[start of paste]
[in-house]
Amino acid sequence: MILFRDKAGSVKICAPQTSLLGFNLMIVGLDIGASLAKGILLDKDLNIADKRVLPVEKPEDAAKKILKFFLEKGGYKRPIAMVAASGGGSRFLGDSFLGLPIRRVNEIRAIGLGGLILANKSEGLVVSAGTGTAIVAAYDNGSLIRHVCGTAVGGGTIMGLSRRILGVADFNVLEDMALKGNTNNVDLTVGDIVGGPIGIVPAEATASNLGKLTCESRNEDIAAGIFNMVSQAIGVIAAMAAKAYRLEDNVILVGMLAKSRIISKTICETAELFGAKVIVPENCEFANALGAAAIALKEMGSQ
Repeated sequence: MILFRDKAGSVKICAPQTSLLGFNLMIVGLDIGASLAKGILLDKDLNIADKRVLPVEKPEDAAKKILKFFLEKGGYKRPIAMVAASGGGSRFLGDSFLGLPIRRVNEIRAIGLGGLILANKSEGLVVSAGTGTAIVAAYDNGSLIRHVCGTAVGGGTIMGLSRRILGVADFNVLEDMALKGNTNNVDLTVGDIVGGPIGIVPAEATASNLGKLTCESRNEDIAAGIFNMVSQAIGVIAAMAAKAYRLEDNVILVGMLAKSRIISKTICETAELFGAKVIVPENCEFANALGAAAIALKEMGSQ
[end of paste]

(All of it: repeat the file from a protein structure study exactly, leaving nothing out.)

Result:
[in-house]
Amino acid sequence: MILFRDKAGSVKICAPQTSLLGFNLMIVGLDIGASLAKGILLDKDLNIADKRVLPVEKPEDAAKKILKFFLEKGGYKRPIAMVAASGGGSRFLGDSFLGLPIRRVNEIRAIGLGGLILANKSEGLVVSAGTGTAIVAAYDNGSLIRHVCGTAVGGGTIMGLSRRILGVADFNVLEDMALKGNTNNVDLTVGDIVGGPIGIVPAEATASNLGKLTCESRNEDIAAGIFNMVSQAIGVIAAMAAKAYRLEDNVILVGMLAKSRIISKTICETAELFGAKVIVPENCEFANALGAAAIALKEMGSQ
Repeated sequence: MILFRDKAGSVKICAPQTSLLGFNLMIVGLDIGASLAKGILLDKDLNIADKRVLPVEKPEDAAKKILKFFLEKGGYKRPIAMVAASGGGSRFLGDSFLGLPIRRVNEIRAIGLGGLILANKSEGLVVSAGTGTAIVAAYDNGSLIRHVCGTAVGGGTIMGLSRRILGVADFNVLEDMALKGNTNNVDLTVGDIVGGPIGIVPAEATASNLGKLTCESRNEDIAAGIFNMVSQAIGVIAAMAAKAYRLEDNVILVGMLAKSRIISKTICETAELFGAKVIVPENCEFANALGAAAIALKEMGSQ